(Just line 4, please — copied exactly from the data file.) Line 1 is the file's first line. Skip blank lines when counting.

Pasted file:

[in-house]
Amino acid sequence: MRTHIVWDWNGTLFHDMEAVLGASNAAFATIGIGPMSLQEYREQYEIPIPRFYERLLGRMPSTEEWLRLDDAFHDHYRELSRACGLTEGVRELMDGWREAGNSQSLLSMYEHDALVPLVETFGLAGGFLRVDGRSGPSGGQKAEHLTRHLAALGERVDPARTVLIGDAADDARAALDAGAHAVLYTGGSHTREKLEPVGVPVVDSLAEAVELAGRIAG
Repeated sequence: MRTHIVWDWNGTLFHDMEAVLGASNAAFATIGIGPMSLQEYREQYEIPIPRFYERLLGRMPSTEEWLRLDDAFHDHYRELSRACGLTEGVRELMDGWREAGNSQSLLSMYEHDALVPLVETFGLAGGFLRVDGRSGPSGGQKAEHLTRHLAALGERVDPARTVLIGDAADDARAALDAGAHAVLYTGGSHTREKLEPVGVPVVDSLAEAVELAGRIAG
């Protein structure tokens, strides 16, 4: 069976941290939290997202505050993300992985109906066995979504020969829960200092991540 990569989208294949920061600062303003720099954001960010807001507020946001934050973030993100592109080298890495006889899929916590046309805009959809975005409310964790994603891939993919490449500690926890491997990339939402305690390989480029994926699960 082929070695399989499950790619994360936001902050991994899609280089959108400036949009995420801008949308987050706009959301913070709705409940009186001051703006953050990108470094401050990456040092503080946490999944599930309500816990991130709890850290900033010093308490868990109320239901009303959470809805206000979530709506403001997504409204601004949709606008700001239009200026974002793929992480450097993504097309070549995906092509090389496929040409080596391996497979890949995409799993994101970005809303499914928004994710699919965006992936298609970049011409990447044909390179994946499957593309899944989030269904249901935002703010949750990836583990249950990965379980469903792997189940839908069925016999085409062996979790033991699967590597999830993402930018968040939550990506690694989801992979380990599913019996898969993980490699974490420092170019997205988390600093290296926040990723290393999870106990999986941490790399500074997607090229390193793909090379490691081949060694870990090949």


């Protein structure tokens, strides 16, 4: 069976941290939290997202505050993300992985109906066995979504020969829960200092991540 990569989208294949920061600062303003720099954001960010807001507020946001934050973030993100592109080298890495006889899929916590046309805009959809975005409310964790994603891939993919490449500690926890491997990339939402305690390989480029994926699960 082929070695399989499950790619994360936001902050991994899609280089959108400036949009995420801008949308987050706009959301913070709705409940009186001051703006953050990108470094401050990456040092503080946490999944599930309500816990991130709890850290900033010093308490868990109320239901009303959470809805206000979530709506403001997504409204601004949709606008700001239009200026974002793929992480450097993504097309070549995906092509090389496929040409080596391996497979890949995409799993994101970005809303499914928004994710699919965006992936298609970049011409990447044909390179994946499957593309899944989030269904249901935002703010949750990836583990249950990965379980469903792997189940839908069925016999085409062996979790033991699967590597999830993402930018968040939550990506690694989801992979380990599913019996898969993980490699974490420092170019997205988390600093290296926040990723290393999870106990999986941490790399500074997607090229390193793909090379490691081949060694870990090949």